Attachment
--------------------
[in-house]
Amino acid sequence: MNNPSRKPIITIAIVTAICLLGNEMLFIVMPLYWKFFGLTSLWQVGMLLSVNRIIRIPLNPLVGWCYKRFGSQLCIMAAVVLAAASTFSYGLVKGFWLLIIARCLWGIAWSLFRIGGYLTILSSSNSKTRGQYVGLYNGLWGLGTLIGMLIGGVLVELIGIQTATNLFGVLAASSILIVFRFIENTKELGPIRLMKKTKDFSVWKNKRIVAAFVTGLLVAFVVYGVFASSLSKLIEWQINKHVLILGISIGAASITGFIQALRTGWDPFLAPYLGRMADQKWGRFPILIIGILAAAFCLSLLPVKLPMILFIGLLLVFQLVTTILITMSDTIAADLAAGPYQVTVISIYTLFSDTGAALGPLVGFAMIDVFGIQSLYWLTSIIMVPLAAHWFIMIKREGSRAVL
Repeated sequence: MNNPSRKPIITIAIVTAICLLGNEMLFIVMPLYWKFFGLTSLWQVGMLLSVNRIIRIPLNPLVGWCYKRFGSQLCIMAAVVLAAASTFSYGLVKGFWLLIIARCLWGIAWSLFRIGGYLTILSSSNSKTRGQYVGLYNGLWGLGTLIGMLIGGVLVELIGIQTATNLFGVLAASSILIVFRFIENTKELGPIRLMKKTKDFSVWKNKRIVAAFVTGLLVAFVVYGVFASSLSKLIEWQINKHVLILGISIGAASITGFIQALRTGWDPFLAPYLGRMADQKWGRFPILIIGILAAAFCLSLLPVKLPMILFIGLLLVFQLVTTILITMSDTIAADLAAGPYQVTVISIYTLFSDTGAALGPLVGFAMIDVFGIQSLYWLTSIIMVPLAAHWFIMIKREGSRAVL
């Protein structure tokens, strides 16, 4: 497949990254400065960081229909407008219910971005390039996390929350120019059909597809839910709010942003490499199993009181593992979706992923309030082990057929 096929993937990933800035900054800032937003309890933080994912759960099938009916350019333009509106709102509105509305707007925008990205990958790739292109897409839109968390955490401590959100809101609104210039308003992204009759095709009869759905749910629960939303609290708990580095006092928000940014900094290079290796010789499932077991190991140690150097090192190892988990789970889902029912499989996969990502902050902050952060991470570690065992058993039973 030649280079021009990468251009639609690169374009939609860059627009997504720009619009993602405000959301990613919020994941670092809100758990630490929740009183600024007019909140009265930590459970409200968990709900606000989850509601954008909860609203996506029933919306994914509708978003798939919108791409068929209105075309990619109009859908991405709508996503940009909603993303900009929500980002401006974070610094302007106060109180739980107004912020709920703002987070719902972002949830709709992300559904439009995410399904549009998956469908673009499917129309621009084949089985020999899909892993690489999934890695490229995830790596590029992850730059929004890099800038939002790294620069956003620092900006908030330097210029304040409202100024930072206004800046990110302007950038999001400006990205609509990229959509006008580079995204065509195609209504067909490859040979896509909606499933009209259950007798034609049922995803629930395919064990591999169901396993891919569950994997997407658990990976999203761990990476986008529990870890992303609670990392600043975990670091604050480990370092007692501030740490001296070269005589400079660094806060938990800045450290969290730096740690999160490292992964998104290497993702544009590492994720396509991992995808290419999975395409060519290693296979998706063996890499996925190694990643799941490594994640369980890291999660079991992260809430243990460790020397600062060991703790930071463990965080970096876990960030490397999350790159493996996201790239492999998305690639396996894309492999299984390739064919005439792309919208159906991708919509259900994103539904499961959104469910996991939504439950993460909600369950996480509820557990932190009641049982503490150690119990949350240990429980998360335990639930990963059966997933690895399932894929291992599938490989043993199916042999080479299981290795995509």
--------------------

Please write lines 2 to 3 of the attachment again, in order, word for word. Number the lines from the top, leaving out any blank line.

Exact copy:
Amino acid sequence: MNNPSRKPIITIAIVTAICLLGNEMLFIVMPLYWKFFGLTSLWQVGMLLSVNRIIRIPLNPLVGWCYKRFGSQLCIMAAVVLAAASTFSYGLVKGFWLLIIARCLWGIAWSLFRIGGYLTILSSSNSKTRGQYVGLYNGLWGLGTLIGMLIGGVLVELIGIQTATNLFGVLAASSILIVFRFIENTKELGPIRLMKKTKDFSVWKNKRIVAAFVTGLLVAFVVYGVFASSLSKLIEWQINKHVLILGISIGAASITGFIQALRTGWDPFLAPYLGRMADQKWGRFPILIIGILAAAFCLSLLPVKLPMILFIGLLLVFQLVTTILITMSDTIAADLAAGPYQVTVISIYTLFSDTGAALGPLVGFAMIDVFGIQSLYWLTSIIMVPLAAHWFIMIKREGSRAVL
Repeated sequence: MNNPSRKPIITIAIVTAICLLGNEMLFIVMPLYWKFFGLTSLWQVGMLLSVNRIIRIPLNPLVGWCYKRFGSQLCIMAAVVLAAASTFSYGLVKGFWLLIIARCLWGIAWSLFRIGGYLTILSSSNSKTRGQYVGLYNGLWGLGTLIGMLIGGVLVELIGIQTATNLFGVLAASSILIVFRFIENTKELGPIRLMKKTKDFSVWKNKRIVAAFVTGLLVAFVVYGVFASSLSKLIEWQINKHVLILGISIGAASITGFIQALRTGWDPFLAPYLGRMADQKWGRFPILIIGILAAAFCLSLLPVKLPMILFIGLLLVFQLVTTILITMSDTIAADLAAGPYQVTVISIYTLFSDTGAALGPLVGFAMIDVFGIQSLYWLTSIIMVPLAAHWFIMIKREGSRAVL